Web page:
flew Curtiss JN-4 “Jenny” biplanes and other aircraft which had been army surplus aircraft left over from the
Bessie made her first appearance in an American airshow on September 3, 1922, at an event honoring
veterans of the all-black 369th Infantry Regiment of World War I. Held at Curtiss Field on Long Island near New
York City and sponsored by her friend Abbott and the Chicago Defender newspaper, the show billed Coleman
as “the world’s greatest woman flier.”
On April 30, 1926 Coleman died in a plane crash while testing a new aircraft in Jacksonville, Florida. She had
recently purchased a Curtiss JN-4 (Jenny) in Dallas. Her mechanic and publicity agent, 24-year-old William D.
Wills, flew the plane from Dallas in preparation for an airshow but had to make three forced landings along
the way because the plane had been so poorly maintained. Her family and friends tried to talk her out of flying
it, but she did anyway.
On take-off, Wills was flying the plane with Coleman in the other seat. She had not put on her seat belt
because she was planning a parachute jump for the next day and wanted to look over the cockpit to examine
the fields below. About ten minutes into the flight, the plane unexpectedly went into a dive and then a spin at
3,000 feet above the ground.
Coleman was thrown from the plane at 2,000 feet and died instantly when she hit the ground. William Wills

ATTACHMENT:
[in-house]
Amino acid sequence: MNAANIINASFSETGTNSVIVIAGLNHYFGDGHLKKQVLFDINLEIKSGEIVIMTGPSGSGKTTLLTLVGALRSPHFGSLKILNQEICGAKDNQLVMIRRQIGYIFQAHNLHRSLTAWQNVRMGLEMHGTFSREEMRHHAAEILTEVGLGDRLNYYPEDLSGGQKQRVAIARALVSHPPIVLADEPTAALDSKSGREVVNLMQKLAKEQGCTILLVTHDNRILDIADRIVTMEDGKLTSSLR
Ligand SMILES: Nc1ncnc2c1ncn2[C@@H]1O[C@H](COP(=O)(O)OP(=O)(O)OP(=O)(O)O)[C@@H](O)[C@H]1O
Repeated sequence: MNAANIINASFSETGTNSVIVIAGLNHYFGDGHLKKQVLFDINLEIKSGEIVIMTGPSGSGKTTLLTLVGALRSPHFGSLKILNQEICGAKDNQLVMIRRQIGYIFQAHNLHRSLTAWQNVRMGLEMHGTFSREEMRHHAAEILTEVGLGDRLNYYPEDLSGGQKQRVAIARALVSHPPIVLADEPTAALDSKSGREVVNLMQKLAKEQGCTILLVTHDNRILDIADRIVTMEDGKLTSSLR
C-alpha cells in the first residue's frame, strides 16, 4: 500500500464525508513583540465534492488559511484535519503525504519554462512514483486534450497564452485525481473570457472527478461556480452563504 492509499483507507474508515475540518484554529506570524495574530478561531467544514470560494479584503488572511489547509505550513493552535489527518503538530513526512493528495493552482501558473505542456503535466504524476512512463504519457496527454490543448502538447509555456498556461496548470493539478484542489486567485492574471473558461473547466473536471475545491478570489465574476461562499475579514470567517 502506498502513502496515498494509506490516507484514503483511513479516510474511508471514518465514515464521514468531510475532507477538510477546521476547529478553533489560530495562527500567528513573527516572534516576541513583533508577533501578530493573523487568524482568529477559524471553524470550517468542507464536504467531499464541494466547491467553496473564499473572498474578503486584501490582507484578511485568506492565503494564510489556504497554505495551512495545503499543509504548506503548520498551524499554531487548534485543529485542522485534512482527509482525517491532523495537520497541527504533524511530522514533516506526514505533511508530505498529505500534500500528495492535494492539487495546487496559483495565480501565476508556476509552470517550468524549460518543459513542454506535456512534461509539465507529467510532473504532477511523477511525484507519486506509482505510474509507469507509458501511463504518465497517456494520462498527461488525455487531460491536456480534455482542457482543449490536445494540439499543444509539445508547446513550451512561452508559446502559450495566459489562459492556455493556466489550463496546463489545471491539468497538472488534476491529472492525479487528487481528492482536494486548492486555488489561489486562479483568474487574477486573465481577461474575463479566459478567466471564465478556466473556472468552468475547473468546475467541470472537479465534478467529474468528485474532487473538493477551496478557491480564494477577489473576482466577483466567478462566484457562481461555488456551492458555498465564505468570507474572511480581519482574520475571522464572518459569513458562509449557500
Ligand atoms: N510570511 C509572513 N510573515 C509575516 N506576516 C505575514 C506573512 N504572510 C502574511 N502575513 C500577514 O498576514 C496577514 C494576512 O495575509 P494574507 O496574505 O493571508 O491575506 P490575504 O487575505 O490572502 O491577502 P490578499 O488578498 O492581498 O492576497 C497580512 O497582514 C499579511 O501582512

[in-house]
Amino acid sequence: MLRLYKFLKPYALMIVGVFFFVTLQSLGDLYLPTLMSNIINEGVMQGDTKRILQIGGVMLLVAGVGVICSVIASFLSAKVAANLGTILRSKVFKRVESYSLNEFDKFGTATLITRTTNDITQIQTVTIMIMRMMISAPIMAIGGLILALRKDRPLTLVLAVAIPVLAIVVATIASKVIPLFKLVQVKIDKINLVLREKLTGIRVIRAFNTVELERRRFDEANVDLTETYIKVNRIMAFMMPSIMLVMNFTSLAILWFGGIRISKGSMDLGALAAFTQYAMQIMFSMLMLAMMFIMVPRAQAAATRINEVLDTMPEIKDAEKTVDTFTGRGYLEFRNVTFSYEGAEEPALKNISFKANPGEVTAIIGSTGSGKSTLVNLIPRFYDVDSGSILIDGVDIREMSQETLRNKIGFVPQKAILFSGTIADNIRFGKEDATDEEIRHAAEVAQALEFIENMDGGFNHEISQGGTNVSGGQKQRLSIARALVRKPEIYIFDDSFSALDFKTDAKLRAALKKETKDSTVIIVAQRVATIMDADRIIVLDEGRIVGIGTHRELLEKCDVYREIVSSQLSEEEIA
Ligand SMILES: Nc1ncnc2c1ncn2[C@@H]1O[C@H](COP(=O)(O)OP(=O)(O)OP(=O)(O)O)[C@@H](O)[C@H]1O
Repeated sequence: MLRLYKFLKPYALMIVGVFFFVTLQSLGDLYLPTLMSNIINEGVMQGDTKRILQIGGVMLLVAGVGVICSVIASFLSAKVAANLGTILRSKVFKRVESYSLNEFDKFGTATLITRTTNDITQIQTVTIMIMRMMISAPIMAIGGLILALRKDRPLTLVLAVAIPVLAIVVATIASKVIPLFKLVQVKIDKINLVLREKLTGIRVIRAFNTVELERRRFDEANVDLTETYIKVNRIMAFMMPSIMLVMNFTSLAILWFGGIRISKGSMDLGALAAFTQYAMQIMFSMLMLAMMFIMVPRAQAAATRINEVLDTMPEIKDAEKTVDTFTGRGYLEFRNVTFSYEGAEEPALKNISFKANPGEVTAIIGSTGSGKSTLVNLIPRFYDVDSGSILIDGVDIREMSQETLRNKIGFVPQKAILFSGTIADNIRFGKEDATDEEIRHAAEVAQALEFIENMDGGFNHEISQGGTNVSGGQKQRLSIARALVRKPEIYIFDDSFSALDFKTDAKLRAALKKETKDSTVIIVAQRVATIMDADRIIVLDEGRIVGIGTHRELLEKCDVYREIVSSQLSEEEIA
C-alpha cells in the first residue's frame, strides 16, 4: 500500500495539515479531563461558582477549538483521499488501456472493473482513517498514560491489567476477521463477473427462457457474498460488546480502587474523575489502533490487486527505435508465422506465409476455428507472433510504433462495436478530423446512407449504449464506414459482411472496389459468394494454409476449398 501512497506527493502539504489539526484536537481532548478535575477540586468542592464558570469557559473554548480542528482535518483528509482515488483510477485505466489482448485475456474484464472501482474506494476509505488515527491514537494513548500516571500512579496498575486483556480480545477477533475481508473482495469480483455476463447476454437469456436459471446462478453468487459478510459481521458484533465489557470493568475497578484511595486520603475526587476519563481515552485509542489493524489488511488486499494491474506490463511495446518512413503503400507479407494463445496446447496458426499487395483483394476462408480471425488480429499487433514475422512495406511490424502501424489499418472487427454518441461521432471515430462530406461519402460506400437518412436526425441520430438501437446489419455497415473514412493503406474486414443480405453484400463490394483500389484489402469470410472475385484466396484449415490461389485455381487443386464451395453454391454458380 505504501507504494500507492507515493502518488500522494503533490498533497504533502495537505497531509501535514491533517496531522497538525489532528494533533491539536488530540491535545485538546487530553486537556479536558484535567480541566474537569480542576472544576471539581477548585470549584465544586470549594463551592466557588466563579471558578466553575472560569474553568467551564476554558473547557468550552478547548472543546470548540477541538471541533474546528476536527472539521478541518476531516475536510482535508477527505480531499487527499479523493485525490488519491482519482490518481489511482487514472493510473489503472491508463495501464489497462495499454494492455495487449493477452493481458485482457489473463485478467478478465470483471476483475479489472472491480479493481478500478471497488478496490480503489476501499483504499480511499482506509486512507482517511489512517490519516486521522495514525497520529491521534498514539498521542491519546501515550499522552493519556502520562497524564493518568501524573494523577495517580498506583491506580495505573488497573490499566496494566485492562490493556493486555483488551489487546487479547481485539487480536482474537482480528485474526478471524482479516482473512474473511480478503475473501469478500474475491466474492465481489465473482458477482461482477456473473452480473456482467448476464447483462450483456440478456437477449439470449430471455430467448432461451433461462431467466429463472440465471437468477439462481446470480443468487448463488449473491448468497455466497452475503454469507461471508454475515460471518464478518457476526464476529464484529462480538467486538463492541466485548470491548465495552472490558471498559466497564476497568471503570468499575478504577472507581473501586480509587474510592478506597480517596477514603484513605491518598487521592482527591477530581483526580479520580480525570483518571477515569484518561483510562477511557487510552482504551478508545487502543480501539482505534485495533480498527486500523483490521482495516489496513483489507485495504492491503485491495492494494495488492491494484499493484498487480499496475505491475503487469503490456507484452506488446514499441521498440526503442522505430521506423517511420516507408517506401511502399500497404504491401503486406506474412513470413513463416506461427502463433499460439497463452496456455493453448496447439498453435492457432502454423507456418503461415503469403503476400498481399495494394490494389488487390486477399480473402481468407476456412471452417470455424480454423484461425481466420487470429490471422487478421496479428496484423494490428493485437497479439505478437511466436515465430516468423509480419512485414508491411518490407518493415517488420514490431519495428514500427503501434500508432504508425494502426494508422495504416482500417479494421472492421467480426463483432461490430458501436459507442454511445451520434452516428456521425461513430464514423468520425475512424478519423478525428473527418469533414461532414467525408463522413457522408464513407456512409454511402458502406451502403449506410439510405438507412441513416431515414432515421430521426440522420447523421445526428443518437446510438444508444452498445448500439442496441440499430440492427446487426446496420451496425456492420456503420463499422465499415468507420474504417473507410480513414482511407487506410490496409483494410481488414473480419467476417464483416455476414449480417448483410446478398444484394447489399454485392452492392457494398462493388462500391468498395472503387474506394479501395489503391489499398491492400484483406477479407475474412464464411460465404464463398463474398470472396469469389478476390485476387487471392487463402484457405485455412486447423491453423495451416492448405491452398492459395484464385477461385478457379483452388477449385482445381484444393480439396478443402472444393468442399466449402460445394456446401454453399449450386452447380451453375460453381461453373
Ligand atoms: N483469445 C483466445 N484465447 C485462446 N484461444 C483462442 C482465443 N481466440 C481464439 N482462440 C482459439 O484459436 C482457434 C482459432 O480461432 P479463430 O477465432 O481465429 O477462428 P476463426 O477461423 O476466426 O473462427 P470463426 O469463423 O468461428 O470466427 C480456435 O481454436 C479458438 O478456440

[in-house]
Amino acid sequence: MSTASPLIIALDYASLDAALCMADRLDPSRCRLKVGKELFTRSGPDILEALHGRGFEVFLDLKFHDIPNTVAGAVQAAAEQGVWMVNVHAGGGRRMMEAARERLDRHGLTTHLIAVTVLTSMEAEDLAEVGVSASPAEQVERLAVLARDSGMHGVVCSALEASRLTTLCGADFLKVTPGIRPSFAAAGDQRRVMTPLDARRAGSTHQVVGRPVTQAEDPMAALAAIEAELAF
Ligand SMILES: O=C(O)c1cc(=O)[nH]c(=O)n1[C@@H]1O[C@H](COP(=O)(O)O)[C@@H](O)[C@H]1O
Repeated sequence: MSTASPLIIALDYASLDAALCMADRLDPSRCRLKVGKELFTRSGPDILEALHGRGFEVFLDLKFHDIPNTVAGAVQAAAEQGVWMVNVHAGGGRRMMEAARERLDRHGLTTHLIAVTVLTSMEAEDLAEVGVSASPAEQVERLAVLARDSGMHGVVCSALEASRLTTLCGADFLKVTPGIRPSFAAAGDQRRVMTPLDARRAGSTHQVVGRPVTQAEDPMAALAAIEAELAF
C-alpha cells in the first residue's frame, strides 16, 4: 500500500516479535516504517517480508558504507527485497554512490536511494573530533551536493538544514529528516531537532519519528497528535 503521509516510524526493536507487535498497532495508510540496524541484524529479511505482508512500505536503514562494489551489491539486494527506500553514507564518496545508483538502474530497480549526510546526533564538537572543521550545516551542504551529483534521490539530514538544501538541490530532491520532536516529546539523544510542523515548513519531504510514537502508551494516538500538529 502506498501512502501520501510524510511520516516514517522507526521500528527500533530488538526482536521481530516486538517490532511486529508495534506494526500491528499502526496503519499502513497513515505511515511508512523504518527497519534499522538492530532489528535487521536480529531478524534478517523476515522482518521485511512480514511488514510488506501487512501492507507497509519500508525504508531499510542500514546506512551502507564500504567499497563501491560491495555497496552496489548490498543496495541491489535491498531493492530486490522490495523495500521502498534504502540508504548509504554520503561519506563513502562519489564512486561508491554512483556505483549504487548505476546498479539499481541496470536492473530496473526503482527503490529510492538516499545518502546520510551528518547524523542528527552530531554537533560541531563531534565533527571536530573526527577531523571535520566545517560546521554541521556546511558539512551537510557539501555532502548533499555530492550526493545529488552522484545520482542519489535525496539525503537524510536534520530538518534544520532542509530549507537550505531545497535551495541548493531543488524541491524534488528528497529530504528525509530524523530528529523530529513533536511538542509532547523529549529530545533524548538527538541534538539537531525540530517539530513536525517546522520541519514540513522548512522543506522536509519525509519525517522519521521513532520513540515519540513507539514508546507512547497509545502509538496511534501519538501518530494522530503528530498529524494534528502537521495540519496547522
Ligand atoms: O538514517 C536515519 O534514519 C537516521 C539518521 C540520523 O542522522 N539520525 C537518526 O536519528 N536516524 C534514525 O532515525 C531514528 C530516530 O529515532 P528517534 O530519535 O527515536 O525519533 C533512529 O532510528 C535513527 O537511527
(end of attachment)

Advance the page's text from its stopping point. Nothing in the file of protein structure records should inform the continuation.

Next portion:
was unable to regain control of the plane and it plummeted to the ground. Wills died upon impact and the
plane exploded and burst into flames. Although the wreckage of the plane was badly burned, it was later
discovered that a wrench used to service the engine had jammed the controls. Coleman was 34 years old.
Funeral services were held in Florida before her body was sent back to Chicago. While there was little
mention in most media, news of her death was widely carried in the African American press and 10,000
mourners attended ceremonies in Chicago, which were led by activist Ida B. Wells.
Today, many airports have roads named in Bessie’s honor, including the small airport here in her birthplace of Atlanta. Roads at O’Hare International Airport in Chicago, Oakland International
Airport in Oakland, California, Tampa International Airport in Florida, LAX in Los Angeles, and at
Germany’s Frankfurt International Airport also bear her name.
The U.S. Postal Service issued a 32-cent stamp honoring Coleman in 1995. The Bessie Coleman
Commemorative is the 18th in the U.S. Postal Service Black Heritage series. It was first unveiled during a
ceremony at the Atlanta post office – the first time a stamp had premiered in our town.
In 2001, Coleman was inducted into the National Women’s Hall of Fame. In 2006, she was inducted into
the National Aviation Hall of Fame. In 2014, Coleman was inducted into the International Air & Space Hall of
Fame at the San Diego Air & Space Museum.
Just in time for Black History Month 2023, the Mattel Corporation introduced the new Bessie Coleman
Barbie doll in the Barbie Inspiring Women line.
“With an unwavering determination, Bessie became the first Black woman and Native-American
woman pilot. Despite all crosswinds, she achieved her dream of flying and dedicated her legacy to encouraging
more people of color to pursue aviation,” said a Mattel Corporation spokesman.
Her pioneering role was an inspiration to early female pilots and to the African American and Native
American communities. To learn more about Bessie, visit the Regional Historical Museum in Atlanta, Texas, or visit the terminal at the Hall-Miller Airport in Atlanta to see the display dedicated to her.